Posts by Julia Haye

Julia Haye has a diverse litigation practice in which she handles a variety of entertainment, intellectual property and general business matters. Ms. Haye has successfully handled matters involving claims for copyright and trademark infringement, right of publicity, unfair competition, trade secret misappropriation, breach of contract and fraud. Julia has also handled a number of matters involving complex partnership and shareholder disputes.

10, 9, 8…Lawsuit? The Blow Up Over Beyoncé’s “Countdown” Choreography

About a year ago, I wrote my very first blog regarding copyright protection for choreography. In that post, I explained that even though dance is one of the world’s oldest art forms, the legal framework around copyright protection for choreography is still one of the least developed around. And, as our loyal readers will recall, the combination of law nerd/ex-dancer in me affectionately wished for the day that we would see a courtroom battle over choreography theft. Unfortunately for Beyoncé, the countdown may be over. (Cheesy pun intended.)

Most of you had probably never heard of Anne Teresa De Keersmaeker, a Belgian contemporary dance choreographer. That is, until the recent release of Beyoncé’s “Countdown” video. Almost immediately following the release of “Countdown,” Beyoncé faced allegations that she stole the choreography featured in her video from two of De Keersmaeker’s contemporary works, Rosas danst Rosas (1993) and Achterland (1990). While Beyoncé admits that De Keersmaeker’s works were “one of the inspirations used to bring the feel and look of the song to life,” her official statement — no doubt vetted by a team of lawyers — was careful not to admit that she (or, more appropriately, her team) actually copied De Keersmaeker’s choreography. Thanks to YouTube and those of you out there with way too much time on your hands, however, we can analyze De Keersmaeker’s claims for ourselves and determine whether “Countdown” crosses the line between inspiration and imitation.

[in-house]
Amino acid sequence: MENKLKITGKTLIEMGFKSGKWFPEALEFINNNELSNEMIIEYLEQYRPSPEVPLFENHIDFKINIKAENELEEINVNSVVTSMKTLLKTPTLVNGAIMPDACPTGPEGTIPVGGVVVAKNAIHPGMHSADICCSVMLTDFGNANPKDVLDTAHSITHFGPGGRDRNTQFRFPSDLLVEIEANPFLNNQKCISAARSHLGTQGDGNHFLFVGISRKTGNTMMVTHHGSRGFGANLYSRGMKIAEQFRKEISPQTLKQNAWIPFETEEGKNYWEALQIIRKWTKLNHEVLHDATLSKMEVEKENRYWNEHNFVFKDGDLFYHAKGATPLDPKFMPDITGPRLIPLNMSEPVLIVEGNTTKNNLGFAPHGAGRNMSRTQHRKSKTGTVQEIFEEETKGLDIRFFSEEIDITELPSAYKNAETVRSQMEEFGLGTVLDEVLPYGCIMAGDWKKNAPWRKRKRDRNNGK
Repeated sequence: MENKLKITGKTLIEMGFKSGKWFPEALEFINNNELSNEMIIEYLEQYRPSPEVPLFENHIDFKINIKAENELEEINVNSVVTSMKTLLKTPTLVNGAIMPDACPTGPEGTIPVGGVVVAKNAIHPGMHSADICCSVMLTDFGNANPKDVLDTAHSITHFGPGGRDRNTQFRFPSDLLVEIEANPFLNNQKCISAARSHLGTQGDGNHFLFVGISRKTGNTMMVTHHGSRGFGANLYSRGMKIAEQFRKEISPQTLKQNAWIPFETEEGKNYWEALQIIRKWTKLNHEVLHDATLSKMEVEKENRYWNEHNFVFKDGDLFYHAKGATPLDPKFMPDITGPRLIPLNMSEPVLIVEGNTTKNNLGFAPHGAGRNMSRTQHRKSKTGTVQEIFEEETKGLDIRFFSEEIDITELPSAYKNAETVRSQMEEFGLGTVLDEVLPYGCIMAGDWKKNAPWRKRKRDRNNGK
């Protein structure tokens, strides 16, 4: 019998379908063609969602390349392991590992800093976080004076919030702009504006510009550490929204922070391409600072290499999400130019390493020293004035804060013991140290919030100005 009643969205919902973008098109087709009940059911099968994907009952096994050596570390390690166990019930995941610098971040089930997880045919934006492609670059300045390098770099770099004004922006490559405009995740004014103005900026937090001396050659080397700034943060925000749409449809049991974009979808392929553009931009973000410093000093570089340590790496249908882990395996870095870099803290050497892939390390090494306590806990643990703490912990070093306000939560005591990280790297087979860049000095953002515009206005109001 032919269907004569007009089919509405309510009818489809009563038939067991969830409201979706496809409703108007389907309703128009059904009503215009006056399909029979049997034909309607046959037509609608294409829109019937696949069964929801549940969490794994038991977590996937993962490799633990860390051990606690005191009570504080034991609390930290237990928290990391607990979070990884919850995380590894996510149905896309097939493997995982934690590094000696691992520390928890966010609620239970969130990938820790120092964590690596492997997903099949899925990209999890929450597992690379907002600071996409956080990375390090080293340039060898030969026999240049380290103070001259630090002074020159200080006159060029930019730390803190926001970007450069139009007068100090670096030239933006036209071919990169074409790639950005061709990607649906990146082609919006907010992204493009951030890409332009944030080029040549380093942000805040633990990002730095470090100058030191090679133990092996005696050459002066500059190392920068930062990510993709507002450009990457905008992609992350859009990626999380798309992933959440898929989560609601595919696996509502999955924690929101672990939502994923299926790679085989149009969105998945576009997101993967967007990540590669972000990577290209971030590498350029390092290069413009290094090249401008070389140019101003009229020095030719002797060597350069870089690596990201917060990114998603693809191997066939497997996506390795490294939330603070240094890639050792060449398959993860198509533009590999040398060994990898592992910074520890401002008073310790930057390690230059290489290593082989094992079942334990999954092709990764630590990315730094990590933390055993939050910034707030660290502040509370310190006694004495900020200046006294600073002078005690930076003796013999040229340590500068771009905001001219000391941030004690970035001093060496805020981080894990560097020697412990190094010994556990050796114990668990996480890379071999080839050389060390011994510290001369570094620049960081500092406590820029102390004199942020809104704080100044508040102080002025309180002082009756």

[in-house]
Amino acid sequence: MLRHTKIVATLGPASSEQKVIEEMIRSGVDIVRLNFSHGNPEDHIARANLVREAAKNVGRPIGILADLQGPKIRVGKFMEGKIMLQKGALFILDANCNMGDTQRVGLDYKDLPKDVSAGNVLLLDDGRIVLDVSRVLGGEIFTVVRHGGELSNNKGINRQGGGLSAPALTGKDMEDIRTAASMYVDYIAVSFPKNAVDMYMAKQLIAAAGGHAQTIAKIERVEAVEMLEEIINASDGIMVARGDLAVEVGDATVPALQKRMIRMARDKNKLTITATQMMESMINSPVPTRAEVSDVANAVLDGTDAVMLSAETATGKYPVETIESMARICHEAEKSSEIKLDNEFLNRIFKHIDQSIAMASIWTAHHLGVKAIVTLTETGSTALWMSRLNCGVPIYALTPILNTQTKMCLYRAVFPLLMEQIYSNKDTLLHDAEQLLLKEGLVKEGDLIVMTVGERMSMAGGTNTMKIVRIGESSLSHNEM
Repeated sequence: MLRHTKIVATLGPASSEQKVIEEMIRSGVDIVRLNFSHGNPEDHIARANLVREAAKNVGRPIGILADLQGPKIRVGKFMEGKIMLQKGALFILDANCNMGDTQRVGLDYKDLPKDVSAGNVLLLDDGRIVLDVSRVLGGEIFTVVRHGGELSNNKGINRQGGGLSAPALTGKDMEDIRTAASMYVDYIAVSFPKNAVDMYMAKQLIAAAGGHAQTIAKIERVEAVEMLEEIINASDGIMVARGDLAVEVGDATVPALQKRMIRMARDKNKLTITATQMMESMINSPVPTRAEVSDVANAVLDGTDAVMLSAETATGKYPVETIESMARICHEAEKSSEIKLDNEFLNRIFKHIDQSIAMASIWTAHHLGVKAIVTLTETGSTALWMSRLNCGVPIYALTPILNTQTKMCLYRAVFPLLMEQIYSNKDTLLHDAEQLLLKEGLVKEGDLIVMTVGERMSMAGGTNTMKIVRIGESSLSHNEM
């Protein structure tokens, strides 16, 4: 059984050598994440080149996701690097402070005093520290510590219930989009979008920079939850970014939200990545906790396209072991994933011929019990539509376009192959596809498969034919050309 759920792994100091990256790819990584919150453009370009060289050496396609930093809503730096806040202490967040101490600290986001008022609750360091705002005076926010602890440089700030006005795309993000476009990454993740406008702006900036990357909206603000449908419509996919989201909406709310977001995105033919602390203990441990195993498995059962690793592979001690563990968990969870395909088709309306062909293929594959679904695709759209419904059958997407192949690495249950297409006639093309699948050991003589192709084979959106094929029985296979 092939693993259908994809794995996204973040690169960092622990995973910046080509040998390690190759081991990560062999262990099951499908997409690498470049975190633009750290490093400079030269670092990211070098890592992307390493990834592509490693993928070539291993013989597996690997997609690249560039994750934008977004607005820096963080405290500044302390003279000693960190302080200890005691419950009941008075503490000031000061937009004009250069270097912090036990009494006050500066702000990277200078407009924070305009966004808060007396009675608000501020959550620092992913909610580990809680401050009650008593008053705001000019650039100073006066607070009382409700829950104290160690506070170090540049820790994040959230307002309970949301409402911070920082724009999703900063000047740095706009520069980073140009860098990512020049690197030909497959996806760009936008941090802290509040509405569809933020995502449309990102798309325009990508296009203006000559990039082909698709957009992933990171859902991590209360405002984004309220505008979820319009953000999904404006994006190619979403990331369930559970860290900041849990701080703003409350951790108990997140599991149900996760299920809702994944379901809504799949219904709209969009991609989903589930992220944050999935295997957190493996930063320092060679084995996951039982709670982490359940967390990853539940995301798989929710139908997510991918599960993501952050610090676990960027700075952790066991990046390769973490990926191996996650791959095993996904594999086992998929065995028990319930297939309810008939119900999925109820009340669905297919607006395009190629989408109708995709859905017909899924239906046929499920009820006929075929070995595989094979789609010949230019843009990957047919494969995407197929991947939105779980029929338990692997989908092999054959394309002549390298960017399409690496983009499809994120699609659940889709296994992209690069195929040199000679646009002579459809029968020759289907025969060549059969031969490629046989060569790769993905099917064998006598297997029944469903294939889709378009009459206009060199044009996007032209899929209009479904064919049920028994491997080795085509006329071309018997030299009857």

First, take a look at Beyoncé’s “Countdown” video:

And then take a look at De Keersmaeker’s works featured in this split-screen comparison:

Yeah, that’s kind of hard to explain away.

Although De Keersmaeker claims that she is neither upset nor honored that Beyoncé copied her dance moves, she made a point to say that “there are protocols and consequences to such actions, and I can’t imagine [Beyoncé] and her team are not aware of it.” Is De Keersmaeker right about those consequences? That is, does Beyoncé’s “Countdown” video infringe De Keersmaeker’s copyright in her choreography? Let’s recap some of the things we have learned here at Law Law Land. Continue reading the full story . . . »


Trying to Stay Off a Reality TV Show? Maybe Try Dancing Whenever the Cameras Are Around!

Curt Sachs once said that “dance is the mother of the arts.” Sounds very eloquent, doesn’t it? You can’t help but think of a beautiful ballerina gracefully cascading along the stage, performing in front of an adorning audience. Now, take this quote and those serene images, place them on train tracks, wait for speeding train to hit, and…boom! You now have Dance Moms, Lifetime’s latest so-called reality show and voyeuristic indulgence featuring infamous dance studio owner Abby Lee Miller, several of her young dancers, and their overbearing moms. The show appears to be loosely scripted, at best, to contrive needless drama and controversy. Does anyone seriously believe that these moms were genuinely outraged by the “wildly inappropriate” costumes their daughters were wearing? Pah-lease!